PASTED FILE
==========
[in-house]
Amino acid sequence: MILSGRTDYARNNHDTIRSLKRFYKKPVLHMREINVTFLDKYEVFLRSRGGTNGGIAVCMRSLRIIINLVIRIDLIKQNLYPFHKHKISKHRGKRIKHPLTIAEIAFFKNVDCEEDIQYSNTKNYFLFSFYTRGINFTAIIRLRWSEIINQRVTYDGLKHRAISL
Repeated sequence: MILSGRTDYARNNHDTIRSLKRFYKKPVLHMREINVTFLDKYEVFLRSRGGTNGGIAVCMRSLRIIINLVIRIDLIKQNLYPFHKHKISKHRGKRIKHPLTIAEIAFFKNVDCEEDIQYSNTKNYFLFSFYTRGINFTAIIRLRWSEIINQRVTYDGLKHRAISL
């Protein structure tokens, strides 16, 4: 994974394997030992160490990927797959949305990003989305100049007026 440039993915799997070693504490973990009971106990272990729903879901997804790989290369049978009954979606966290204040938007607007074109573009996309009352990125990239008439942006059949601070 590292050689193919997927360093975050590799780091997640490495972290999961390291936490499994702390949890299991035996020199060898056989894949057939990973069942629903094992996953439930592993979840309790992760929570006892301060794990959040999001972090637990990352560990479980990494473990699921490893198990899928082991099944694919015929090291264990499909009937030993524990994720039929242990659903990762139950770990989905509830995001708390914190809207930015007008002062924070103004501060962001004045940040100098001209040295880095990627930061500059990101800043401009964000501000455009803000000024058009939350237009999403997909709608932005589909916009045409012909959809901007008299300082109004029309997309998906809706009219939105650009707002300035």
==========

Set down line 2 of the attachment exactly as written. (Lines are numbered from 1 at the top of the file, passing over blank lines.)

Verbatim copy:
Amino acid sequence: MILSGRTDYARNNHDTIRSLKRFYKKPVLHMREINVTFLDKYEVFLRSRGGTNGGIAVCMRSLRIIINLVIRIDLIKQNLYPFHKHKISKHRGKRIKHPLTIAEIAFFKNVDCEEDIQYSNTKNYFLFSFYTRGINFTAIIRLRWSEIINQRVTYDGLKHRAISL